Over the years, I’ve played a lot of basketball, in a lot of different contexts, and with a lot of different people. Whether it’s been at a park in town with guys from church, an open gym while on a trip for work, or a league in a city nearby. If there’s a hoop I’ll try to find a way to be one of the people putting the ball in it.
If you’re a “hooper” and you’ve played in a multicultural context, you’ve probably heard these two words from your black friends (or any friends of color) when you’re leaving: “be safe.” Honestly, for the longest time (far longer than I’d like to admit) I thought this was such an odd thing to say. In my view, something normal to say would be, “see you later” or something to that end. I used to simply chalk it up to cultural differences–and there’s certainly something there, but the reason there are cultural differences in this farewell saying is saddening.
I’ve been heart-broken recently to realize that the reason white guys say, “later” and black guys say, “be safe” is exactly because of what the sayings imply.
You see, as a white guy, I’ve grown up in a world where my expectation is that I will see my friends again. I expect that there won’t be anything keeping me from coming back to the gym to hoop again in a few days. However, the reality is this expectation is just my privilege showing.
My friends of color, having grown up in the same world, playing basketball in the same cities, at the same parks, and with the same people, don’t leave the court with the same underlying expectation that I’ve enjoyed my whole life. Lamentably, my friends made in God’s very image leave with an expectation of not knowing if they’ll be back again.
They don’t know if they’ll get pulled over and do everything right, but things go terribly wrong.
They don’t know if they’ll just be victims of being “in the wrong place at the wrong time.”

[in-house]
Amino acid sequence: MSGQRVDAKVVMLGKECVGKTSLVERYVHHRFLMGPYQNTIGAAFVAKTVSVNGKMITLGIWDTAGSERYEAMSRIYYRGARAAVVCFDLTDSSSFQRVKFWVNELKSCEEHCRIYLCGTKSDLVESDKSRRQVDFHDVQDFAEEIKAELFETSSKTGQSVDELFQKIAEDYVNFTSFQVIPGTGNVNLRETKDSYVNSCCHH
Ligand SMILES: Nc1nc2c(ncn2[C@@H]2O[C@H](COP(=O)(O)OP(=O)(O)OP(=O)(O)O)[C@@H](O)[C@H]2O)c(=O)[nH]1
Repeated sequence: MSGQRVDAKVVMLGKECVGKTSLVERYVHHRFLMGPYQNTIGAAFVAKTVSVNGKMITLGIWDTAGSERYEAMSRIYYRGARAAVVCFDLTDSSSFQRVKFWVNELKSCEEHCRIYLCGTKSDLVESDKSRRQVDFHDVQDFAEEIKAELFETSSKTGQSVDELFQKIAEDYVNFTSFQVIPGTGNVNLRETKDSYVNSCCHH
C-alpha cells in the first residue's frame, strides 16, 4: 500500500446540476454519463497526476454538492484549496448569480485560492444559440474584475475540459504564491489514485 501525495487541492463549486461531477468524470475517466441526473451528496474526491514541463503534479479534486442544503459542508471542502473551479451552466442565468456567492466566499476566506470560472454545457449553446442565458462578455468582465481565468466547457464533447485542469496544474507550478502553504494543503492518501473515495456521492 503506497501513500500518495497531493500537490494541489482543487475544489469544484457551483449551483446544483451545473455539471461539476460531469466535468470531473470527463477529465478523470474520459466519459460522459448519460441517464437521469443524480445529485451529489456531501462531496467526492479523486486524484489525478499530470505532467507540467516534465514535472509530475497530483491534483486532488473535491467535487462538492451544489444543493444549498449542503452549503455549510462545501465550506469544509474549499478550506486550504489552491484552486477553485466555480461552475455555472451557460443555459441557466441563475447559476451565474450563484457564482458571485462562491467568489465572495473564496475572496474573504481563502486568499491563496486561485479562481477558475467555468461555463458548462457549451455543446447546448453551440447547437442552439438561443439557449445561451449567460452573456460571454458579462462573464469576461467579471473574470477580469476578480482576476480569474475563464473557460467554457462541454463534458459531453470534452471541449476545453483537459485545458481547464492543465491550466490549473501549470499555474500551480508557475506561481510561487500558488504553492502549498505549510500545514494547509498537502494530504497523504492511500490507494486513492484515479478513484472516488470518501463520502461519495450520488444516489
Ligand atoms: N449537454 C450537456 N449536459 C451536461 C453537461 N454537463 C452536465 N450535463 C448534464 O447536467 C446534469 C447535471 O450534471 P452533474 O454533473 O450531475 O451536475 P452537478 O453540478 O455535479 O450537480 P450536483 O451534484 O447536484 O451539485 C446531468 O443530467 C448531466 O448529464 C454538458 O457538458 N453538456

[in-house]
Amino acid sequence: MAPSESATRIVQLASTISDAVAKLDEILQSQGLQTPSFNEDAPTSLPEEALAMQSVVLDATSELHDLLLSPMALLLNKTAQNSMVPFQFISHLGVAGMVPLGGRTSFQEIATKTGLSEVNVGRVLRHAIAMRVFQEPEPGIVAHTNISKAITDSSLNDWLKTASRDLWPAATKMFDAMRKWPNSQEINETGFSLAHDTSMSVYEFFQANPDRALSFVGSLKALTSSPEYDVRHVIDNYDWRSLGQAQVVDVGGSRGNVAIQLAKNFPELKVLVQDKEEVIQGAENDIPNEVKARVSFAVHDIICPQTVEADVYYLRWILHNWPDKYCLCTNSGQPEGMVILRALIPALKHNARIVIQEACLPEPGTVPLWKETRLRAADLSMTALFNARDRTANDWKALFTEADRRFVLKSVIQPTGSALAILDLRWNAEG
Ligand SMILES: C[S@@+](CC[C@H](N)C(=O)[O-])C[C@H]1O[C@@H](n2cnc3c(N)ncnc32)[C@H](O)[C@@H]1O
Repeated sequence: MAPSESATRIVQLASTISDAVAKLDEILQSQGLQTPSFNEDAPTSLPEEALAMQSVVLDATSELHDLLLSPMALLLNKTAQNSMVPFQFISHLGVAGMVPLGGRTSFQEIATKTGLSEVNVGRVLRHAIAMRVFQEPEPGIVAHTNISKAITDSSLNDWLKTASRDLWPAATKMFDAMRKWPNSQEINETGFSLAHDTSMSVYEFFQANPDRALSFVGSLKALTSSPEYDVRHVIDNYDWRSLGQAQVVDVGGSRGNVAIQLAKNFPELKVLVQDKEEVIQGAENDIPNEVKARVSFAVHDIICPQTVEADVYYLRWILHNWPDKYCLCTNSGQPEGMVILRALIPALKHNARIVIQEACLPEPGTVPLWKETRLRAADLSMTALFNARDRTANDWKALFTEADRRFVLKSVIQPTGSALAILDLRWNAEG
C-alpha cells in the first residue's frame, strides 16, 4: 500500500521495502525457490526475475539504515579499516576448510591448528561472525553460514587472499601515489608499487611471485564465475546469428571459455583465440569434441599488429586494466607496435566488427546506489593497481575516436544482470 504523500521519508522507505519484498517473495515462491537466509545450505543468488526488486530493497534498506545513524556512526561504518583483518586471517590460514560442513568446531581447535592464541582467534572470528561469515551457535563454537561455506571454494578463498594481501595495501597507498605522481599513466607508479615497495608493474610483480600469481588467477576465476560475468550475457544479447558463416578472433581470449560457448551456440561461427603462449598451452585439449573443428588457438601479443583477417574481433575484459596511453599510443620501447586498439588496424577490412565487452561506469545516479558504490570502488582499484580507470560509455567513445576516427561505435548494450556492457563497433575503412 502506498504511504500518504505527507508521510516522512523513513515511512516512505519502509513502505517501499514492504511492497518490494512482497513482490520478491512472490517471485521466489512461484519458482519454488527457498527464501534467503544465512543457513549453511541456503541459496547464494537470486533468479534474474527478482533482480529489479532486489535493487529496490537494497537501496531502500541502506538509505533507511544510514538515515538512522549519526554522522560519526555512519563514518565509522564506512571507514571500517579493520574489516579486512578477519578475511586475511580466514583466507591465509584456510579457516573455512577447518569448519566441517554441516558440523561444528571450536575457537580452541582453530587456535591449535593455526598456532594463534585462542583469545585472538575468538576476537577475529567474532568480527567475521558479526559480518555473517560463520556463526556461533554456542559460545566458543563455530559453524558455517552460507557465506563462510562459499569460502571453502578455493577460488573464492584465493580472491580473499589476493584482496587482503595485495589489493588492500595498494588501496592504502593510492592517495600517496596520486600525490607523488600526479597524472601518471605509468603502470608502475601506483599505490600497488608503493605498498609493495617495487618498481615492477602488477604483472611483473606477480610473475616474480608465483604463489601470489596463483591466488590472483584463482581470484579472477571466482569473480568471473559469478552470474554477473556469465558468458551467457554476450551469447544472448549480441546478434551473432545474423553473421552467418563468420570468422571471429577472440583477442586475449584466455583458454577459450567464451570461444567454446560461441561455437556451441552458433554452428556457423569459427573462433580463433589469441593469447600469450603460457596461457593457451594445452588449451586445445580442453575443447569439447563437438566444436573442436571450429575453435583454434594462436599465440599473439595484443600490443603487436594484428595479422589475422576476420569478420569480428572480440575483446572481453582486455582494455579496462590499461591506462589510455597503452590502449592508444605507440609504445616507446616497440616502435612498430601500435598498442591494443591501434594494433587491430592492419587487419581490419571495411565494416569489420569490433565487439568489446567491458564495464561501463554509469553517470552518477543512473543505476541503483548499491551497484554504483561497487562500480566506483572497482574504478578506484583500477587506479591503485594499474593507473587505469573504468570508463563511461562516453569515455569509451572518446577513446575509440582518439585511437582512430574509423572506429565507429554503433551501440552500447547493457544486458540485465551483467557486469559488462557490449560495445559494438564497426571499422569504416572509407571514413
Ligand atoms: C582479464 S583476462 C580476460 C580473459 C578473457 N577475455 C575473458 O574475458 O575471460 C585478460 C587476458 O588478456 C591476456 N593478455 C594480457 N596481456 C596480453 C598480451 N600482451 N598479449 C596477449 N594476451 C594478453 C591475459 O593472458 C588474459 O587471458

They don’t know if they’ll simply “fit a description.”
They don’t know…
In a very real way, there’s great biblical wisdom in the implication of this saying. James says,
Come now, you who say, “Today or tomorrow we will go into such and such a town and spend a year there and trade and make a profit”— yet you do not know what tomorrow will bring. What is your life? For you are a mist that appears for a little time and then vanishes. Instead you ought to say, “If the Lord wills, we will live and do this or that.” As it is, you boast in your arrogance. All such boasting is evil. (James 4:13-17)
James reminds all of us that we should certainly see ourselves rightly in relation to our sovereign creator. However, as much wisdom is found in the words “be safe” from my friends of color, it’s the reason that they utter these words that should cause us to weep.
How have we let ourselves create a culture where anyone should expect trouble and hardship based solely on the pigment of their skin? How have we allowed a society to grow where young boys are raised to think that this day could be their last if they don’t watch out for who might take their life?
Weep over these things.
Now, how can we, the Church, in the power of God’s Spirit and undergirded by His grace and truth, be part of the solution? How can we further enter into the work God is doing now to spread his Kingdom, and accomplish His will here on earth as it is in heaven? How can we represent our Heavenly Father, who is full of justice and mercy, patience and faithfulness?
With National Sanctity of Human Life Day coming up, let’s turn our grief into action. Jesus, who was the most privileged, emptied himself for us who rightfully deserved nothing, so that we could have the privilege he deserved. In light of His grace, how much more should we all be emptying ourselves to give others what has been freely given to us?